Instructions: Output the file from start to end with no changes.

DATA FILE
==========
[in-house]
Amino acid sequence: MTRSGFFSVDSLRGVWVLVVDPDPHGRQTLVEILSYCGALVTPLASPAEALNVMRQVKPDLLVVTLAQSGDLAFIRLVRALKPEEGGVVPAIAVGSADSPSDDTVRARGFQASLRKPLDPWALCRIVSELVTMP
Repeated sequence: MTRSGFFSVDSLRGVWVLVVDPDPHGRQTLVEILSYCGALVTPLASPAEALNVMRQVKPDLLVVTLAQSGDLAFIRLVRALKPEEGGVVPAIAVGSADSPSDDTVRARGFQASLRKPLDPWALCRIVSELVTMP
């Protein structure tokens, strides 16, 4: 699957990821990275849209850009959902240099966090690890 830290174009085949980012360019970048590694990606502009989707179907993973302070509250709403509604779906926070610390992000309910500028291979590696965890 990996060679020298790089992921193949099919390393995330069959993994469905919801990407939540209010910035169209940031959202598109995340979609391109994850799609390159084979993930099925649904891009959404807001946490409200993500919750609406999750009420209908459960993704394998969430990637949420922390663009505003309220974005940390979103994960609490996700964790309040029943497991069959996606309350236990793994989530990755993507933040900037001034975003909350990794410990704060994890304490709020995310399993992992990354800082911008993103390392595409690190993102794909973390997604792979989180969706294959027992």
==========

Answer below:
[in-house]
Amino acid sequence: MTRSGFFSVDSLRGVWVLVVDPDPHGRQTLVEILSYCGALVTPLASPAEALNVMRQVKPDLLVVTLAQSGDLAFIRLVRALKPEEGGVVPAIAVGSADSPSDDTVRARGFQASLRKPLDPWALCRIVSELVTMP
Repeated sequence: MTRSGFFSVDSLRGVWVLVVDPDPHGRQTLVEILSYCGALVTPLASPAEALNVMRQVKPDLLVVTLAQSGDLAFIRLVRALKPEEGGVVPAIAVGSADSPSDDTVRARGFQASLRKPLDPWALCRIVSELVTMP
């Protein structure tokens, strides 16, 4: 699957990821990275849209850009959902240099966090690890 830290174009085949980012360019970048590694990606502009989707179907993973302070509250709403509604779906926070610390992000309910500028291979590696965890 990996060679020298790089992921193949099919390393995330069959993994469905919801990407939540209010910035169209940031959202598109995340979609391109994850799609390159084979993930099925649904891009959404807001946490409200993500919750609406999750009420209908459960993704394998969430990637949420922390663009505003309220974005940390979103994960609490996700964790309040029943497991069959996606309350236990793994989530990755993507933040900037001034975003909350990794410990704060994890304490709020995310399993992992990354800082911008993103390392595409690190993102794909973390997604792979989180969706294959027992």